The architectural style is Neo-Classical. It was completed in 1905 after 54 years of construction. Such delay can be attributed to the collapse of the dome in 1868, which required complete demolition of the completed works and rebuilding from the ground up.
The elevators, or 364 stairs, take up to the viewing area on the terrace of the Basilica, offering an amazing view of Buda and Pest.
Andràssy út will take us to another amazing building of Budapest, the Hungarian State Opera House (Hungarian: Magyar Állami Operaház). It is a neo-Renaissance building located in central Budapest, designed by Miklós Ybl, a major figure of 19th-century Hungarian architecture. Its construction began in 1875, and the new house opened to the public in 1884. It is truly magnificent and well worth visiting.
Following Andràssy út, we will turn right to Erzsébet krt, which will take us to New York Palace Café (Hungarian: New York Kávéház), a place that is a must in Budapest for afternoon tea. The New York Palace is a luxury hotel on the Grand Boulevard of Budapest’s Erzsébet körút part, constructed in 1894 by the New York Life Insurance Company as a local head office. The famous ground floor has been a long time center for Hungarian literature and poetry.
Its stunning interior and a quartet playing on the elevated stage at the back of the room, create a fabulous atmosphere that I cannot recommend enough.
We will turn right and take Rákóczi út and walking towards the Danube, it will lead us to the Great / Central Synagogue (Nagy Zsinagoga) on the right and to the Hungarian National Museum founded in 1802, on the left.
The Dohány Street Synagogue is the largest synagogue in Europe, seating 3,000 people. It was built between 1854 and 1859 in the Moorish Revival style.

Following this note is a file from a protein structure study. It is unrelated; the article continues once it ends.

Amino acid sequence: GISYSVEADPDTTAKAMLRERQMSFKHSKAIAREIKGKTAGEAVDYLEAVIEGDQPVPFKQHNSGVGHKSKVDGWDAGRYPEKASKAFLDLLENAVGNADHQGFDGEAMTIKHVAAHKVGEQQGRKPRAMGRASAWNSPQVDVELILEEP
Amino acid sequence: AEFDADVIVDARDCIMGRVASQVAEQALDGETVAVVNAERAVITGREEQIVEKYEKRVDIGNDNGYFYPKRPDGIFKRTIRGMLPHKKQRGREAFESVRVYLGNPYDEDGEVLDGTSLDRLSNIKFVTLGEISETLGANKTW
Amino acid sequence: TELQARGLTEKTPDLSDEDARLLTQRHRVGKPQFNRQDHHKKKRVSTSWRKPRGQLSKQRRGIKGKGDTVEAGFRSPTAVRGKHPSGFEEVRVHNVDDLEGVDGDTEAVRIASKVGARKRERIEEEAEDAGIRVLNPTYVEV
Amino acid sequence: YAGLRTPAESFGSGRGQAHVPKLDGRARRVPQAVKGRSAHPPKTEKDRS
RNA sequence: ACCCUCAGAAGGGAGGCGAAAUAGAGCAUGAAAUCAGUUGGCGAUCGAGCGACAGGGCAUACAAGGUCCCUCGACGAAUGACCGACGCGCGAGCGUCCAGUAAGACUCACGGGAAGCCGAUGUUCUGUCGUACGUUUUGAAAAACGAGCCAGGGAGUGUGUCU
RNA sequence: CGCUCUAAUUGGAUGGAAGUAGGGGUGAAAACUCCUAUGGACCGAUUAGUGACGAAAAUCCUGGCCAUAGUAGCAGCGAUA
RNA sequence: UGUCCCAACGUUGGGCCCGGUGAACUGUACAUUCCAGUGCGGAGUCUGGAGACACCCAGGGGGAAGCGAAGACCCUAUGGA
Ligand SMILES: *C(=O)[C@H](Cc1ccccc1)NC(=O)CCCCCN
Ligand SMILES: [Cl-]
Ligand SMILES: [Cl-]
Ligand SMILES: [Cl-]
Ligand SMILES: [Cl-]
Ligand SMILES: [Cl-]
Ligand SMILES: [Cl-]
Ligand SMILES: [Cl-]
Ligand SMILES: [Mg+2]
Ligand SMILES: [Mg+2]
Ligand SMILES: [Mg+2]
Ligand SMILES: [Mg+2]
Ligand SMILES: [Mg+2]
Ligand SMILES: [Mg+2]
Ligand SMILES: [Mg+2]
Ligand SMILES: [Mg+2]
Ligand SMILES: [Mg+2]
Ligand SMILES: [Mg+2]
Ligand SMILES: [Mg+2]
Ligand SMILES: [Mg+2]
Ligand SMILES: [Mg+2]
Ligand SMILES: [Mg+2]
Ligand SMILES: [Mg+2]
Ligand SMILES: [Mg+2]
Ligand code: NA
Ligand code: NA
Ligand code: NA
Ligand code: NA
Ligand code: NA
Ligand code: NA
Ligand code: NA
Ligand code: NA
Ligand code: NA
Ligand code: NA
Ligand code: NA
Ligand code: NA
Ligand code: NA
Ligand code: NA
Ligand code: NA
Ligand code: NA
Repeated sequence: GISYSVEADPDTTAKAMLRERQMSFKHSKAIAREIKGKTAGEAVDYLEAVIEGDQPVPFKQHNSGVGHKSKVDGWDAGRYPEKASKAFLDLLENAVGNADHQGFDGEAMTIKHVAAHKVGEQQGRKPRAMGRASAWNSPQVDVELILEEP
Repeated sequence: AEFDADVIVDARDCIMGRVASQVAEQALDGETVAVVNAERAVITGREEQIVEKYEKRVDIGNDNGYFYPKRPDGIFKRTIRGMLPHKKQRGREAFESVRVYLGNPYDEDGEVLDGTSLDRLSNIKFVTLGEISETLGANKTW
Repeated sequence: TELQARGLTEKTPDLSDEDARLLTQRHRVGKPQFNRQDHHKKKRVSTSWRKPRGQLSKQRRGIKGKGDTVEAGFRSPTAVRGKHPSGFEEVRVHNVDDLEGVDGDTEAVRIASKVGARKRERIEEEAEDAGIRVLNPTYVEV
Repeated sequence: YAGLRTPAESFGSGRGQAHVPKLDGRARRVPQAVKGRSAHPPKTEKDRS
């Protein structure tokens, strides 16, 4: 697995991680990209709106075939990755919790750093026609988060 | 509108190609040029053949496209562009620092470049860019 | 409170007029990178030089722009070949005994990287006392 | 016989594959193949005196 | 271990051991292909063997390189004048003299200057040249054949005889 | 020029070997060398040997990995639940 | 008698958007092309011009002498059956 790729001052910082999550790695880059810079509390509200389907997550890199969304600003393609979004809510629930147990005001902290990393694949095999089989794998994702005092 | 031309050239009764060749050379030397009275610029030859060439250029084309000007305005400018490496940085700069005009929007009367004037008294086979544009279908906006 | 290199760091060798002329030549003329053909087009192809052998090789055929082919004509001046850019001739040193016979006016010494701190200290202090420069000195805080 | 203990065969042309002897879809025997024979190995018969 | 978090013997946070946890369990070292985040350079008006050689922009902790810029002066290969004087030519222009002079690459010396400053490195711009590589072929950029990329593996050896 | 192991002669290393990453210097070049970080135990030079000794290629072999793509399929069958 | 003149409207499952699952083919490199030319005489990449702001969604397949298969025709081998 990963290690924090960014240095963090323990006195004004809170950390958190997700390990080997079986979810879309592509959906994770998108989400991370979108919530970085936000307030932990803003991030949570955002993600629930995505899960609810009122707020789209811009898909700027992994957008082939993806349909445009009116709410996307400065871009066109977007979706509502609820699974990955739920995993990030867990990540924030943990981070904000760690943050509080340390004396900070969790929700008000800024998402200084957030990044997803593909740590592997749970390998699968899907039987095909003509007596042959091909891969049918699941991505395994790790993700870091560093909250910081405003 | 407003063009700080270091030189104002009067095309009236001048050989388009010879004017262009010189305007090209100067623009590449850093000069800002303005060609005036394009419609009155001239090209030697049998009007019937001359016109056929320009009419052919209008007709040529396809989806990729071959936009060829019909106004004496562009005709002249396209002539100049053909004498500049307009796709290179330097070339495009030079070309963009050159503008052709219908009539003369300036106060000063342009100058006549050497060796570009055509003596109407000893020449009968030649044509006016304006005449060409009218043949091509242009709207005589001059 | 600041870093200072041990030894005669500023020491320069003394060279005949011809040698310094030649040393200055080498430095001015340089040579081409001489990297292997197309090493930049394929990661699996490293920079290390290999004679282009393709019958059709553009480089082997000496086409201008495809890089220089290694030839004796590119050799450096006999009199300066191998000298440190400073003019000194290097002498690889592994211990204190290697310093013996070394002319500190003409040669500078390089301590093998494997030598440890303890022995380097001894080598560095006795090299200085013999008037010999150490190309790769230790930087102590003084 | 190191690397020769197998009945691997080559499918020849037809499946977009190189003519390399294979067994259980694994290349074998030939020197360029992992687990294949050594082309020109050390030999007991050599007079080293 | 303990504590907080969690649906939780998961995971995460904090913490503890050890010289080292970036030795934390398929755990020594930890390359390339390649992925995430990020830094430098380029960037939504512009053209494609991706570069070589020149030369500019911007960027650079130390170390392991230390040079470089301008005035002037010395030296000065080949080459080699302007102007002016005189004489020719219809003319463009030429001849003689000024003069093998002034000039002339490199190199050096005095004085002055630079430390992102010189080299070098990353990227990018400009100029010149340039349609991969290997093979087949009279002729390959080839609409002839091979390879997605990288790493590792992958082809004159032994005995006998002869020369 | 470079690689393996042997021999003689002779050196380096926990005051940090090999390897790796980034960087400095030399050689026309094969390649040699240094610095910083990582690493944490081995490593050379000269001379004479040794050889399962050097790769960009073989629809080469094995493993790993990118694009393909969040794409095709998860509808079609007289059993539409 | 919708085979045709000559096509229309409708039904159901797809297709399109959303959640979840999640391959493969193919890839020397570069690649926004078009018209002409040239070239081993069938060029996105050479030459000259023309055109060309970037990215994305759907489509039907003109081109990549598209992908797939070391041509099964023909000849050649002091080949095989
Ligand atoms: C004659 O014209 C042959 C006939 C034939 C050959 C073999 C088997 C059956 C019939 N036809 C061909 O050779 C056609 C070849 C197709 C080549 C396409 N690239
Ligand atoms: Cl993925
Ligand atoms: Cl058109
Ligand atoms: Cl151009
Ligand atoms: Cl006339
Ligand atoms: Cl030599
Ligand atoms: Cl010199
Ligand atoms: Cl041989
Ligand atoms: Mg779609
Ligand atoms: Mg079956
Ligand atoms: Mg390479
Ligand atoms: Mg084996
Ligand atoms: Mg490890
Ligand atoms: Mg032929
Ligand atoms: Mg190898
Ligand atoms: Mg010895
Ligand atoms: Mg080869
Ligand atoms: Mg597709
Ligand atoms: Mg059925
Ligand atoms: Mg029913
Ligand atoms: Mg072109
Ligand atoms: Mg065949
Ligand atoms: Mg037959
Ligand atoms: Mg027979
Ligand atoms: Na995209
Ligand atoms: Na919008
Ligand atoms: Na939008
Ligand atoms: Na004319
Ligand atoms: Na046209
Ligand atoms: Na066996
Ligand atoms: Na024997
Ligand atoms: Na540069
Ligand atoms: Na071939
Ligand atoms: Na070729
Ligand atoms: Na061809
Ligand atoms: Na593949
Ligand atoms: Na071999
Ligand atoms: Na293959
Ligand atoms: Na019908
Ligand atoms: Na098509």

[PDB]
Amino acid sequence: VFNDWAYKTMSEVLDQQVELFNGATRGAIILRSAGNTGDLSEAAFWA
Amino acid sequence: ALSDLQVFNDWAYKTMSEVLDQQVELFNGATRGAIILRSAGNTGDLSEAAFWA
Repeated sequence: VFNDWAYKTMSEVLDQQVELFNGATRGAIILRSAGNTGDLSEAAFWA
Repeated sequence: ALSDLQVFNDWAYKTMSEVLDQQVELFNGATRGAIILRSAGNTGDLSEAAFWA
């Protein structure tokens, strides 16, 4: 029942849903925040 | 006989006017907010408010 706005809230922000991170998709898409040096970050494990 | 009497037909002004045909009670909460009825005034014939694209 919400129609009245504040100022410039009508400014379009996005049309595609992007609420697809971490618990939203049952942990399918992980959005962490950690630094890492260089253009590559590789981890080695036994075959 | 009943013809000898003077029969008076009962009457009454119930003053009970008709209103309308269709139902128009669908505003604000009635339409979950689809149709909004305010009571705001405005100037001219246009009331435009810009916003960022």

Following Múzeum krt, we will walk pass the Great Market Hall and get to Liberty Bridge (Szabadsag hid), which connects Buda and Pest across the Danube at the southern end of the City Centre. It is the shortest bridge in Budapest’s center. Built as a part of the Millennium World Exhibition at the end of the 19th century, it features art nouveau design, mythological sculptures and the country’s coat of arms. It was the first to be rebuilt after suffering heavy damage during World War II.
We will end our tour on the opposite side, at the Citadella fortification located upon the top of Gellért Hill, the place of the huge strategic importance in Budapest’s military history. Climbing up the hill is a good fun if you like a bit of exercise after eating delicious Hungarian food, or you can simply use the elevator. A walk around the walls leads to the area with a number of statues including the famous Hungarian Statue of Liberty, built to celebrate Budapest’s liberation from the Nazis. At night, Budapest is fantastically illuminated so it is a great spot for exquisite photos.
Naturally, Budapest has so much more to offer, so I highly recommend a longer stay.